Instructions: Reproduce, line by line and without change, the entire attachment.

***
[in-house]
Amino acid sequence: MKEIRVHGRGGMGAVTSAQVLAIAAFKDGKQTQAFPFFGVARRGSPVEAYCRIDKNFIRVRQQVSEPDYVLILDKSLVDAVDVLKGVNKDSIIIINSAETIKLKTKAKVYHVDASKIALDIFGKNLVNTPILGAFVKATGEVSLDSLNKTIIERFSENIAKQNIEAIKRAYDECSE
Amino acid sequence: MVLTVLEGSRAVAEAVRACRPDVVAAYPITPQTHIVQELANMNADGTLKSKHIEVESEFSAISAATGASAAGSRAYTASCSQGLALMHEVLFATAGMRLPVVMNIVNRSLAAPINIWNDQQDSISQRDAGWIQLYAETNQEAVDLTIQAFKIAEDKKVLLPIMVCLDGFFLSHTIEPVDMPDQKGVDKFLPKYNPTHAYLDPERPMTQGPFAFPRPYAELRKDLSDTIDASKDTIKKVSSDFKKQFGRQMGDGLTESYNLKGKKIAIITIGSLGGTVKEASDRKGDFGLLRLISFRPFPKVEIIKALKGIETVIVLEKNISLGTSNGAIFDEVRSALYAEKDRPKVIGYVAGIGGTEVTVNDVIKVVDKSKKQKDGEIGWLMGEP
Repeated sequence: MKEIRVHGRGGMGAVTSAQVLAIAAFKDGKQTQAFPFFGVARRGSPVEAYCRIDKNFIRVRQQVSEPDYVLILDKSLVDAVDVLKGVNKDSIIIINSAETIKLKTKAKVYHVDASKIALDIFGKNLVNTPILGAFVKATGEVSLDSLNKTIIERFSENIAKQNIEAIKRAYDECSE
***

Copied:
[in-house]
Amino acid sequence: MKEIRVHGRGGMGAVTSAQVLAIAAFKDGKQTQAFPFFGVARRGSPVEAYCRIDKNFIRVRQQVSEPDYVLILDKSLVDAVDVLKGVNKDSIIIINSAETIKLKTKAKVYHVDASKIALDIFGKNLVNTPILGAFVKATGEVSLDSLNKTIIERFSENIAKQNIEAIKRAYDECSE
Amino acid sequence: MVLTVLEGSRAVAEAVRACRPDVVAAYPITPQTHIVQELANMNADGTLKSKHIEVESEFSAISAATGASAAGSRAYTASCSQGLALMHEVLFATAGMRLPVVMNIVNRSLAAPINIWNDQQDSISQRDAGWIQLYAETNQEAVDLTIQAFKIAEDKKVLLPIMVCLDGFFLSHTIEPVDMPDQKGVDKFLPKYNPTHAYLDPERPMTQGPFAFPRPYAELRKDLSDTIDASKDTIKKVSSDFKKQFGRQMGDGLTESYNLKGKKIAIITIGSLGGTVKEASDRKGDFGLLRLISFRPFPKVEIIKALKGIETVIVLEKNISLGTSNGAIFDEVRSALYAEKDRPKVIGYVAGIGGTEVTVNDVIKVVDKSKKQKDGEIGWLMGEP
Repeated sequence: MKEIRVHGRGGMGAVTSAQVLAIAAFKDGKQTQAFPFFGVARRGSPVEAYCRIDKNFIRVRQQVSEPDYVLILDKSLVDAVDVLKGVNKDSIIIINSAETIKLKTKAKVYHVDASKIALDIFGKNLVNTPILGAFVKATGEVSLDSLNKTIIERFSENIAKQNIEAIKRAYDECSE